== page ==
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QBullet: Lynchings a Conspiracy: Naqvi; No Resolve in RJD-JD(U)

Here’s a look at what’s making headlines.

Updated
India
6 min read


 Citizens hold placards during a silent protest “ Not in My Name “ against the targeted lynching, in Bengaluru. 
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1. Right to Privacy Can’t be Absolute, May be Regulated: Supreme Court

A rare 9-judge bench of the Supreme Court said the right to privacy is not absolute, making its first observations on Wednesday as it began hearing on an issue that could have a sweeping impact on issues such as the Aadhaar scheme and the law criminalising homosexuality.

Led by the Chief Justice of India JS Khehar, the Constitution bench said that if right to privacy is defined as a fundamental right, the top court’s 2013 ruling upholding Section 377 – which criminalises homosexuality – “falls”.

The bench began the process to decide if privacy can be regarded as a fundamental right guaranteed to all Indians, a question that arose from the legal challenge to the Aadhaar programme that activists say impinges on the right to privacy.

“If privacy is about right to make a choice, then choice in what areas? Family, sexual orientation, gender identity, surveillance, what all?” it observed.

Source: Hindustan Times

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2. Lynchings a Plot Against Development, Says Mukhtar Abbas Naqvi

Minister of State for Parliamentary Affairs Mukhtar Abbas Naqvi said in the Rajya Sabha on Wednesday that incidents such as lynchings and atrocities against minorities and Dalits are part of a conspiracy to take the discourse away from the government’s development agenda.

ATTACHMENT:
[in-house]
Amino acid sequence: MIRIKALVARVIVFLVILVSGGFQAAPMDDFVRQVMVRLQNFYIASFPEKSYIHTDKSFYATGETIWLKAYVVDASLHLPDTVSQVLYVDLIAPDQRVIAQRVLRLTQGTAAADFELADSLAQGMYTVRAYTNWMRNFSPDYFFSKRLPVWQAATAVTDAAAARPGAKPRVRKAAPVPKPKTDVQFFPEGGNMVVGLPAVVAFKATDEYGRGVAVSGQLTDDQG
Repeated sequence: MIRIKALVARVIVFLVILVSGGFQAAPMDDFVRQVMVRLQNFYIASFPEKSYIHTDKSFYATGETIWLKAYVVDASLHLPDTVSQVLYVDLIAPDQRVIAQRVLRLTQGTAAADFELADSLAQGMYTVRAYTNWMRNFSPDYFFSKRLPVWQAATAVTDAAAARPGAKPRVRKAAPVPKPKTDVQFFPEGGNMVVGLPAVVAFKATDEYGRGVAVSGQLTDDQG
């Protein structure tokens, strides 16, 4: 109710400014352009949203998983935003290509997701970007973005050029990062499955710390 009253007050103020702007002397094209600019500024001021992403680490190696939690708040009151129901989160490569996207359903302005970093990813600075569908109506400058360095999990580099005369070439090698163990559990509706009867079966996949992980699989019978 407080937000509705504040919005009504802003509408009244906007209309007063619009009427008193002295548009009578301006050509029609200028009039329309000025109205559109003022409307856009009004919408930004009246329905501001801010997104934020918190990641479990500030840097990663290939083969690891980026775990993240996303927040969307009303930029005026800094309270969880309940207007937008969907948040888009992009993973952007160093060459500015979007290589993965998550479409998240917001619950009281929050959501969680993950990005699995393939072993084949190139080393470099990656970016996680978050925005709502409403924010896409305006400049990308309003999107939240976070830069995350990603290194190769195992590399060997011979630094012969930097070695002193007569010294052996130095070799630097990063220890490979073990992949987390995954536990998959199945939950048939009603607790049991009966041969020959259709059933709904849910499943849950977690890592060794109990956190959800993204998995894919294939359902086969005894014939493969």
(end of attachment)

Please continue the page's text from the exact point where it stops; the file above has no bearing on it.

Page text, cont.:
Earlier in the day, the issue of cow vigilantism triggered protests during question hour in the House by Opposition members, who accused the government of not taking any concrete counter measures and sought to hold the BJP and organisations linked to it, responsible for such incidents.

The government said law and order was a State subject and that the National Crime Records Bureau (NCRB) does not keep a separate record of such incidents. However, it had issued an advisory to the State governments for necessary legal action, which was being taken in all the cases.

Source: The Telegraph

3. Case Back to Haunt Gurung

The Calcutta High Court on Wednesday directed the city sessions judge to frame by 17 August charges against Bimal Gurung and 47 others in the Madan Tamang murder case.

The order, read with a separate directive by another division bench in December, could mean that the Gorkha Janmukti Morcha leader now spearheading the agitation in the hills might find himself preoccupied in Calcutta from the middle of next month till the trial is over.